HLRA Executive Director Mike McGee said Matrix Design Group teamed with “a number of folks” in a $768,920 proposal, while Weston Solutions collaborated with RKG Associates, Inc. on a separate $475,505 submission.
RKG served as the HLRA’s lead consultant during the most pivotal phase of the 862-acre redevelopment plan, which included countless public meetings and presentations ultimately leading the board to advance plans without an airport. Based on the uses the board approved last year, RKG also plotted what would go where on the base redevelopment plan, which has since been approved locally and submitted to the federal government.
“I’m confident that no matter which side we flip on at this point we have the capability of getting a really, really good study,” McGee said.
Proposals were due on Oct. 22 and the initial hope was that the board would approve moving forward on a contract negotiation during its Nov. 14 meeting. But, McGee said this week that he and the board would likely need more time to review the applications.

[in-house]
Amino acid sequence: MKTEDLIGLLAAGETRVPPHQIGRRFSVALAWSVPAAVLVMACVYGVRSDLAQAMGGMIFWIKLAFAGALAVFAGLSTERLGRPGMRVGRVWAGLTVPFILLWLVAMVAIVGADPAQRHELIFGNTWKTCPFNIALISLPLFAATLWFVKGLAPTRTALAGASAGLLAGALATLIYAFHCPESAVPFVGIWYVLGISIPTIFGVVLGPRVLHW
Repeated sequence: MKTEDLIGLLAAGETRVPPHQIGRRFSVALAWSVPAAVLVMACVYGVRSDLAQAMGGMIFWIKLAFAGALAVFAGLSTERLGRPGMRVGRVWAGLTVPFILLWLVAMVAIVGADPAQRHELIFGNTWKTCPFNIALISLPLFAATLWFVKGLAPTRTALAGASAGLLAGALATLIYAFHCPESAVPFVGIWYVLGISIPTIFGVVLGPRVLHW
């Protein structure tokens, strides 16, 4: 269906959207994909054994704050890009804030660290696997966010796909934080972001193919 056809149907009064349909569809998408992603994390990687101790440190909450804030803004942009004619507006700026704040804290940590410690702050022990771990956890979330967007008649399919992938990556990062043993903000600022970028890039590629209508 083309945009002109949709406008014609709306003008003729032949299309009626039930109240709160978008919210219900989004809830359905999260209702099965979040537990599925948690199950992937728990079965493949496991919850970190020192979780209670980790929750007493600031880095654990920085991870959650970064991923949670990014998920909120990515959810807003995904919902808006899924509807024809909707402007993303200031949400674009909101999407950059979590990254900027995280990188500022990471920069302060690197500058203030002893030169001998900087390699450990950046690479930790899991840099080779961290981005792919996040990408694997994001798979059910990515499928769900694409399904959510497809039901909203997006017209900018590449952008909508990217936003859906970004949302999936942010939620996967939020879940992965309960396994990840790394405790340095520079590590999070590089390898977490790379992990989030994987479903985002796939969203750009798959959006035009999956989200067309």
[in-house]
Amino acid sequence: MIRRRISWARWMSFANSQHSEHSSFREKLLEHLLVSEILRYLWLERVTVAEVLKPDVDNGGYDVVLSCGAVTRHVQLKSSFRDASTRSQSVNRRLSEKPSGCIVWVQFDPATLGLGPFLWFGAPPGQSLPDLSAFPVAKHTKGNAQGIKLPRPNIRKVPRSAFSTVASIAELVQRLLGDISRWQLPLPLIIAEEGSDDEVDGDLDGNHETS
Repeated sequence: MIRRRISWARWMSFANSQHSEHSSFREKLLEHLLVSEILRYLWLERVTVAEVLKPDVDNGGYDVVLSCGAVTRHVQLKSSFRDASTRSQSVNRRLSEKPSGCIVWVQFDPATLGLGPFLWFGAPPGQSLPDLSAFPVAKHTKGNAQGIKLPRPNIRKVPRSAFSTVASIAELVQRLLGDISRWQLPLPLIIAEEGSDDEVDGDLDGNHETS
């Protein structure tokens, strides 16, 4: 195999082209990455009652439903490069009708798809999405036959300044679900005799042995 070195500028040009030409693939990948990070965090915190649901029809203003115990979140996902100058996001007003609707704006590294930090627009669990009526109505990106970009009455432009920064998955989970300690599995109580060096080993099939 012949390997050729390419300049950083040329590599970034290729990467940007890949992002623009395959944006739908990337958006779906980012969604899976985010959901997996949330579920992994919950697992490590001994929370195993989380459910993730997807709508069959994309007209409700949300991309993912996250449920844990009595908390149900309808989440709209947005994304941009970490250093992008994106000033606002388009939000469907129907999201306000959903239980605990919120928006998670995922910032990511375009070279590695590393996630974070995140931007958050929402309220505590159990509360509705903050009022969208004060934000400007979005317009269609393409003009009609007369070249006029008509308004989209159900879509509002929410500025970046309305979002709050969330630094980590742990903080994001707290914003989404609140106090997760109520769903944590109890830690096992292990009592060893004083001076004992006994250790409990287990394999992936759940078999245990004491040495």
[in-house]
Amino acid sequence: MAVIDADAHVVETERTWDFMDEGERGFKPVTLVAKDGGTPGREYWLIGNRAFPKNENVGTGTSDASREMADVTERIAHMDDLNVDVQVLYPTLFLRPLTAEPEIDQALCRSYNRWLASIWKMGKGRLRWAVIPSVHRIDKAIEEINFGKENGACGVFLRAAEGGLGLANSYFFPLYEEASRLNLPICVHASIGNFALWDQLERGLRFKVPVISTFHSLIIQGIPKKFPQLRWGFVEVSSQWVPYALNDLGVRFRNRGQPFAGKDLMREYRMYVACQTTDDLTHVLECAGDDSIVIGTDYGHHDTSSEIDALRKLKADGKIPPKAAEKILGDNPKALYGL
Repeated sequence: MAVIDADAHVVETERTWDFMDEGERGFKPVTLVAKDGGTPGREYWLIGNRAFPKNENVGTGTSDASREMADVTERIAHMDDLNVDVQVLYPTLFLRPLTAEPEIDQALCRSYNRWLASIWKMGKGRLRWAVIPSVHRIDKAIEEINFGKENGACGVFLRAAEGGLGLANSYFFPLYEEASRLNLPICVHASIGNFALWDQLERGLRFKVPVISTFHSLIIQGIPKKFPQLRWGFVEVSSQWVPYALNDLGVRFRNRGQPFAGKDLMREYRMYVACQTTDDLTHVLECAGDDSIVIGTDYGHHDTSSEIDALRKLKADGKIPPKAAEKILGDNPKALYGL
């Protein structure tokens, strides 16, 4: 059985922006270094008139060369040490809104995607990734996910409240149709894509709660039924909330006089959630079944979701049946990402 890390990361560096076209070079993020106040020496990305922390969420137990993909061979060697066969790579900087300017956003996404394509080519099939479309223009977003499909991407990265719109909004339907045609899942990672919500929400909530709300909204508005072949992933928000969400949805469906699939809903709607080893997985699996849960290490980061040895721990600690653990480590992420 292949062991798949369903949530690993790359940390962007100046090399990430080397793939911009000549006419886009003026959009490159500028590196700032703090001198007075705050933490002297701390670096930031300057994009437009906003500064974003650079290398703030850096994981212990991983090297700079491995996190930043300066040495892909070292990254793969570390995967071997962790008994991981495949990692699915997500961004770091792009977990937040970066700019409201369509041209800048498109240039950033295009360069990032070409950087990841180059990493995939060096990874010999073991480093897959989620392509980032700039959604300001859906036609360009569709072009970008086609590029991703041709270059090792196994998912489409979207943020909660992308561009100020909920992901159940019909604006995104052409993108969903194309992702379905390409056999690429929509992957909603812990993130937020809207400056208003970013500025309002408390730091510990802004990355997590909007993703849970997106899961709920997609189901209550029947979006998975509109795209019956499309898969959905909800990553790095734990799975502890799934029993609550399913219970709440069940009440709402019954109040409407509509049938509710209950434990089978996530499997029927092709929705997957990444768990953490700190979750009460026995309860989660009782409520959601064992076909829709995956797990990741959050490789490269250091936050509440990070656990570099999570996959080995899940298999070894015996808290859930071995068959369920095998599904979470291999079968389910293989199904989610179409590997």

“I would be shocked if I was able to even make a recommendation and I’d be more shocked if they were willing to accept that recommendation in such a short time frame,” McGee said, adding that the board would likely make a decision in either late November or December. “We all need to read them and make sure that it’s clear what they are proposing and decide on which one or neither.”
The professional firm, once selected, will lead the board in devising a business plan and pro forma.
The firm’s study will encompass everything from traffic, water and sewer, stormwater management and other factors analyzed in large-scale developments. Ultimately the point is to “prove” the board approved a viable mixed-use plan through completion of a “good business plan,” McGee said previously.
The finalized business plan and pro forma will be used in conjunction with the board’s economic development conveyance application to the federal government. Officials have said that the hope is for the HLRA to acquire the property and serve as master developer.
The firm’s costs would be funded by a 90/10 split between the federal Office of Economic Adjustment and the HLRA, McGee said. For its part, the HLRA has a line of credit with Horsham Township.
“Much of our 10 percent is in-kind match,” McGee said, adding that rent to the township for office space and the time that township manager Bill Walker spends on HLRA matters make up much of the local costs. “It’s not all cash.”